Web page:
or pulls, the Brothers come alive.
We caught many GTs around them, all between about 8kg and 18kg; in addition to the GTs, we caught a few other species like rock salmon and groupers.
In between the Brothers, there was a shallow area that rose from 35m up to 6m. When the tide pushed over this shallow bank, the fusiliers came together and we had plenty of action – GTs, couta and yellowfin tuna all on topwater lures.
Further up into the Mitsios there is an area called Submarine Rock where you can stand on a rock in the sea and spin into 40m of water. We didn’t have time to spin off the rock because we wanted to head up further north to Lighthouse Island to spin off the shore up there.
We did, however, catch some good GTs and bottom-fish species around the area of Submarine Rock. It looked like an area that, on its day, would be as good as any fishing spot I have ever seen. The day we headed up to Lighthouse Island, the local easterly wind was blowing about thirty knots, so we tucked the Admiral Explorer in tight behind the small island and took the tender to shore, where we had great fun spinning off the shore.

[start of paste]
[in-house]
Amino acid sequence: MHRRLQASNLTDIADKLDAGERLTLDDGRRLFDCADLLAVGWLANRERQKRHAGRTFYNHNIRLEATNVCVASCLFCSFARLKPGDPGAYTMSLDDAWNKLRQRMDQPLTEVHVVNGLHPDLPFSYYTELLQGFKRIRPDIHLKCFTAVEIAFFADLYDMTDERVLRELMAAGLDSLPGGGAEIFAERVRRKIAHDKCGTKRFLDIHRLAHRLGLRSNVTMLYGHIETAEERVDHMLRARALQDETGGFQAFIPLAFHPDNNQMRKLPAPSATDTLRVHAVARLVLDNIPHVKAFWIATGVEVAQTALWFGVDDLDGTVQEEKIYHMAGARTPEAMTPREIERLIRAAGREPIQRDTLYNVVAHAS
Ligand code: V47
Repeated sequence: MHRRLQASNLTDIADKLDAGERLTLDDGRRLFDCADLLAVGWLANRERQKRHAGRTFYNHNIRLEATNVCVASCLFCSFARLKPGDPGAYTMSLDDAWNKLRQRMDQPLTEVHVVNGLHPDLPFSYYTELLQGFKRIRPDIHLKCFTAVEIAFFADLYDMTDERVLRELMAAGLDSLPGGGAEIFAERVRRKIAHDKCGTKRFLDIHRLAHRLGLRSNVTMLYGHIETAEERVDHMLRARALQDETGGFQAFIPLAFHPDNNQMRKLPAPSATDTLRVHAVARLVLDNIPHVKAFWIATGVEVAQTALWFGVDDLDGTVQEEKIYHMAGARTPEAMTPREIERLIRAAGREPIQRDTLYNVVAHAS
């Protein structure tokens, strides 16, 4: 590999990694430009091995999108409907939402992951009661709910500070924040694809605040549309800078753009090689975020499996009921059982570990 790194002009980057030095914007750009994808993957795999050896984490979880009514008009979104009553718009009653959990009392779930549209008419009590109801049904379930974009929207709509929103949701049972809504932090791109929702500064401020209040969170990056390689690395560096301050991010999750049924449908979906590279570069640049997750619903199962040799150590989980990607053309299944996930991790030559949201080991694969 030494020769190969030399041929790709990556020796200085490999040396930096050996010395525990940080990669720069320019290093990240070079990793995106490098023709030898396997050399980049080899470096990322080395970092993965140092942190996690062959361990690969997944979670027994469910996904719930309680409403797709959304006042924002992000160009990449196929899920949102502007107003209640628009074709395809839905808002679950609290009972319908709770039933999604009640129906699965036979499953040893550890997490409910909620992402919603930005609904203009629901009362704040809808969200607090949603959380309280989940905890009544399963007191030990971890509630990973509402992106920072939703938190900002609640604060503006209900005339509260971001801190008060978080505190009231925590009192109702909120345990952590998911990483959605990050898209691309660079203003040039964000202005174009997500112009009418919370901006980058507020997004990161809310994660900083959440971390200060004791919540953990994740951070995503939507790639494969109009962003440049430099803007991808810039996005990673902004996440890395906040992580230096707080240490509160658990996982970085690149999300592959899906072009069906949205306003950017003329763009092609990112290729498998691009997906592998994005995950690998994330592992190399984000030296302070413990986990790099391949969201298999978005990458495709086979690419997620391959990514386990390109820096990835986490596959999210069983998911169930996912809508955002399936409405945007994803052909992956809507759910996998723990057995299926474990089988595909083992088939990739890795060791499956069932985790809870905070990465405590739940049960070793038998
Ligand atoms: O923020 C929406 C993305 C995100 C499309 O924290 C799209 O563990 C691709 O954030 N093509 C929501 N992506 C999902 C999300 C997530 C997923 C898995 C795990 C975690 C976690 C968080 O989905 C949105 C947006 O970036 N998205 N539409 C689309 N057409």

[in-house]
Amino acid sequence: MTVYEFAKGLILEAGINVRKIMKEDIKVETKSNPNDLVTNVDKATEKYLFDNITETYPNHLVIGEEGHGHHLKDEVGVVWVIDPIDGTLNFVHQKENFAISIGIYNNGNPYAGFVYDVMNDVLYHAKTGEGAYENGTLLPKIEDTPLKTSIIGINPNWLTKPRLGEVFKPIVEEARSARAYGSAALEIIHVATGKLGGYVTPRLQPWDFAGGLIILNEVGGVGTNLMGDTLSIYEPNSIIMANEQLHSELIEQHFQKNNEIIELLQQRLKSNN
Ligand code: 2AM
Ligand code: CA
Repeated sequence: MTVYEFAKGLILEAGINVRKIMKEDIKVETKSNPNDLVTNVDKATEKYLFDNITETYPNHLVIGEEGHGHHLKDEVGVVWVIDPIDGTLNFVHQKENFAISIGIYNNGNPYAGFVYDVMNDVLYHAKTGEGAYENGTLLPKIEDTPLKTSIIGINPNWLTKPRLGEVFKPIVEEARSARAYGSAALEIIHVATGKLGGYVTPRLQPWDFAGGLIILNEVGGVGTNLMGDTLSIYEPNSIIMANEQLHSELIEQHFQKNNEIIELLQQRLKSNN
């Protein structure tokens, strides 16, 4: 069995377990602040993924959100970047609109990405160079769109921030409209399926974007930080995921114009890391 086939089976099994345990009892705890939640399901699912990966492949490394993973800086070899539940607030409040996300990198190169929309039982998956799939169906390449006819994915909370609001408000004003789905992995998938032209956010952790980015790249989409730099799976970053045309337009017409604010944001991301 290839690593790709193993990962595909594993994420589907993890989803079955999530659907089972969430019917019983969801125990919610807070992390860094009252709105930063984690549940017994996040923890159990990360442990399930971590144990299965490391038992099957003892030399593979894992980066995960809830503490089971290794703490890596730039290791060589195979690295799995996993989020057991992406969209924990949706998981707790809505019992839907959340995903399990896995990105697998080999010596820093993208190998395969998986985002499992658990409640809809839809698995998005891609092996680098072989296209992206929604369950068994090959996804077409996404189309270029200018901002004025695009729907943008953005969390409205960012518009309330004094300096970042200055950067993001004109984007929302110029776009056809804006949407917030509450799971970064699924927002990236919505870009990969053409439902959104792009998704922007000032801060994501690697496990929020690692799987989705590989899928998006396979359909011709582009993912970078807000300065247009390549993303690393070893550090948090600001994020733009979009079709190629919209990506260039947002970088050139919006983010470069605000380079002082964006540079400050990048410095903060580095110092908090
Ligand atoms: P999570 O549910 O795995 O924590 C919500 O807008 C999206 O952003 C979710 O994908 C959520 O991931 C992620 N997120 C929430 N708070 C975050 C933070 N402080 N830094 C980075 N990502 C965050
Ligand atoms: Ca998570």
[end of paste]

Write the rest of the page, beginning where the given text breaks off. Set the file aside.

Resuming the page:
We hooked some good bluefin kingies, a few good-sized cutthroat emperors and a magnificent speckled snapper – all on stickbaits with some spectacular action.
Later in the day, we spotted some bait balls scattered around the small island. Each one held something different – some held GTs, others an angry mob of jobfish and others had couta and yellowspot kingies – all round this amazing area.
inshore spinning/ dropshot tackle